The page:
Used-vehicle buyers replacing rides lost in hurricanes Harvey and Irma are boosting prices and trimming inventories, but the end of the storm surge is in sight.
October has been a big month for used-vehicle sales, but industry watchers expect the post-disaster replacement surge to play out by the end of November. Virtually all of the lift has come from Harvey and Irma, with hardly a ripple caused by Hurricane Nate and California wildfires.
Still, it has been strong enough to temporarily lift used-vehicle prices by reducing abundant stocks.
"Used-vehicle prices are reflecting a surge in demand and a tightening of supply," Cox Automotive Chief Economist Jonathan Smoke said. "It's continuing in October but starting to slow down."
In September, Cox's Manheim Index of used-vehicle prices rose 6.3 percent and retail used-vehicle prices measured by Dealertrack, another Cox company, also rose 6 percent, Smoke noted.
Through the first half of October, Manheim tracked higher prices and 1.4 percent more used-vehicle sales volume, but "half of what we saw in September," he said.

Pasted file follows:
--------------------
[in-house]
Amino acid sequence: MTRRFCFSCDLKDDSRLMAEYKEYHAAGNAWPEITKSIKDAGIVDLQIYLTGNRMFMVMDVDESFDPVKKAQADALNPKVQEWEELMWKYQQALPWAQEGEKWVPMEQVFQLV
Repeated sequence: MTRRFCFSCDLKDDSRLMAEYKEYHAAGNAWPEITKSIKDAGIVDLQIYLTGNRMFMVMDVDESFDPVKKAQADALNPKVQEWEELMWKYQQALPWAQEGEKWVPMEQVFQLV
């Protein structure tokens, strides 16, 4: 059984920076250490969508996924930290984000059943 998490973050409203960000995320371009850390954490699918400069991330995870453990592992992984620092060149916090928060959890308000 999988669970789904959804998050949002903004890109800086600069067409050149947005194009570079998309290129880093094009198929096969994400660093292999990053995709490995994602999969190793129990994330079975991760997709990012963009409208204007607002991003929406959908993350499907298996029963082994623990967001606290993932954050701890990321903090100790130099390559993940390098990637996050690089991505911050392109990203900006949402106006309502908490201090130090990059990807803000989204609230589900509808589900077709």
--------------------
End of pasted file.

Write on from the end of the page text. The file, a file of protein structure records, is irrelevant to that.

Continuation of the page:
Wholesale used-vehicle prices rose 2.9 percent in September to an average of $11,046, ADESA Analytical Services said. ADESA Chief Economist Tom Kontos noted prices were "bolstered by dealer demand in the hurricane-stricken regions" of Texas and Florida, comparable to the 2012 aftermath of Hurricane Sandy in northeastern Atlantic states.
"This impact may be waning and prices are likely to resume the softening pattern seen prior to these catastrophic events," Kontos said.
September prices rose for both used cars and light trucks, unlike previous months when car prices fell while trucks gained, which he said may be evidence of more balanced supplies.
Cox's Smoke said demand driven by Texas and Florida storm replacement has lifted wholesale used-vehicle prices across the entire country.
"We don't see evidence of it being concentrated in just the impacted areas," he said. "Inventory can move easily to where it's most needed and online activity has also opened up buyers to units from across the country."
CEO Mark Maida of AutoBuy, a Florida company that buys used vehicles from consumers and resells them to dealers nationwide, said used-vehicle demand didn't pick up much until October, but now it is strong. He expects AutoBuy's shipments to dealers in Texas and Florida to peak in late October.
"Pickups and SUVs are the hottest segments," Maida said.
Source - Automotive News